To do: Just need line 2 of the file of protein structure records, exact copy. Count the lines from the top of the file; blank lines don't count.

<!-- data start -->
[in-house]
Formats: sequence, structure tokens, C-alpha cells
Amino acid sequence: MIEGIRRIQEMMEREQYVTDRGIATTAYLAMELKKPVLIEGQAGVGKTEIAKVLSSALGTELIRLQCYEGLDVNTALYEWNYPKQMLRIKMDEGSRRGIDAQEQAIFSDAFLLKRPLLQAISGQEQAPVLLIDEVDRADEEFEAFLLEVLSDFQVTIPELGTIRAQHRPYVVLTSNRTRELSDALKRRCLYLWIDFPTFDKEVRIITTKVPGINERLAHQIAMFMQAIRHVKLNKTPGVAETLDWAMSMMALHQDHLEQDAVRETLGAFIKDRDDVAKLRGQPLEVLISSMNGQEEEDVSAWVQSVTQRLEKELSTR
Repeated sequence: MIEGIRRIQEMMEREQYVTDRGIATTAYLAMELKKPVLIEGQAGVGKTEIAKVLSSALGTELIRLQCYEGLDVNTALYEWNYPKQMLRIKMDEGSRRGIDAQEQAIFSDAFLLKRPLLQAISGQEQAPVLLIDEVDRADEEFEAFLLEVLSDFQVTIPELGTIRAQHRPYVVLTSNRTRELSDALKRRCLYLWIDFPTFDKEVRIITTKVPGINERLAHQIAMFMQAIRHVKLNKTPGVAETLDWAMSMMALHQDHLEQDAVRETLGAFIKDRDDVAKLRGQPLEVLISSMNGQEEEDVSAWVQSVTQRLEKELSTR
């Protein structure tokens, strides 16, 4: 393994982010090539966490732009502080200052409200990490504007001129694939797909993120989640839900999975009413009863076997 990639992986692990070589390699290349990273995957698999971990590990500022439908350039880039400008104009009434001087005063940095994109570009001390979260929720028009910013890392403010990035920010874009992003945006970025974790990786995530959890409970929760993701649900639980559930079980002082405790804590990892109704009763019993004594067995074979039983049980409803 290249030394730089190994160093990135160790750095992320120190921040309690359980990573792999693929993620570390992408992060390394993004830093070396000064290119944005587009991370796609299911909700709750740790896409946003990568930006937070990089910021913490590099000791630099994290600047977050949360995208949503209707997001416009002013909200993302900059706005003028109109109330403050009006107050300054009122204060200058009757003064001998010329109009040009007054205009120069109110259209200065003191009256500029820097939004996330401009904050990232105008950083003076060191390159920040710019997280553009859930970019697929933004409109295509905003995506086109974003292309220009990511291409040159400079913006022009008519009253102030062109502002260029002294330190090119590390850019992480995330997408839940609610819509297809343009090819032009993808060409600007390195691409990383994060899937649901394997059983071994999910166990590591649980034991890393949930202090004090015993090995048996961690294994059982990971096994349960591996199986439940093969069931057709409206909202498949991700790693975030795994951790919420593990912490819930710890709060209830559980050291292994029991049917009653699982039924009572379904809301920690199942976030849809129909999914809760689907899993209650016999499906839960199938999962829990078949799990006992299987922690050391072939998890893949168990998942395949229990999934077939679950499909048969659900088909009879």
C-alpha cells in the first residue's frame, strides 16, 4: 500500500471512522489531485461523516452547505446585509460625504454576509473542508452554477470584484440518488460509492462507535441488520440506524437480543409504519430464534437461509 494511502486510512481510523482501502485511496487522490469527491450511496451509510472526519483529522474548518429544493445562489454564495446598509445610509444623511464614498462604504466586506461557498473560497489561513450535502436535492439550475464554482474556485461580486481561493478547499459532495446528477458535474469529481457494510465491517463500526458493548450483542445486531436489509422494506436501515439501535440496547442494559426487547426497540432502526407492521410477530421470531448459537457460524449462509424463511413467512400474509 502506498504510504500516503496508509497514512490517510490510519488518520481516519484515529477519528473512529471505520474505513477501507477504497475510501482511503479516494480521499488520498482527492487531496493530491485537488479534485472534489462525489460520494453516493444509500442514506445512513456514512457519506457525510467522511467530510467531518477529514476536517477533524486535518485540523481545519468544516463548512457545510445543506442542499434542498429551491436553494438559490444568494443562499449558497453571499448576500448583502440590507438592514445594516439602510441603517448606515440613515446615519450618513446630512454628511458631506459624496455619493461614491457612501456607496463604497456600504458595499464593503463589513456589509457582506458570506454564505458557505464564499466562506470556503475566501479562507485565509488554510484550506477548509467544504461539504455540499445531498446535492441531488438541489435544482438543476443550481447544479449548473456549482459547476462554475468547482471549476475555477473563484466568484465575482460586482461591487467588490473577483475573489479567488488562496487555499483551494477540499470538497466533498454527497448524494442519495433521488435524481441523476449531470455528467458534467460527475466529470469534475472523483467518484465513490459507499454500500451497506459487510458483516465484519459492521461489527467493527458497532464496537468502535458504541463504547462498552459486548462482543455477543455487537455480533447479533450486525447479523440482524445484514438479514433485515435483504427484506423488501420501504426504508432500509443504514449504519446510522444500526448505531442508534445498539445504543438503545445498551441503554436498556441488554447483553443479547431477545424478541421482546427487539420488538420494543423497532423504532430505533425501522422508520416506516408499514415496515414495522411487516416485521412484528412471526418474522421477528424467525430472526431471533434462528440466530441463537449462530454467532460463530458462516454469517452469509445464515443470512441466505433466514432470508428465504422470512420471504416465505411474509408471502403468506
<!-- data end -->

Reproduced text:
Formats: sequence, structure tokens, C-alpha cells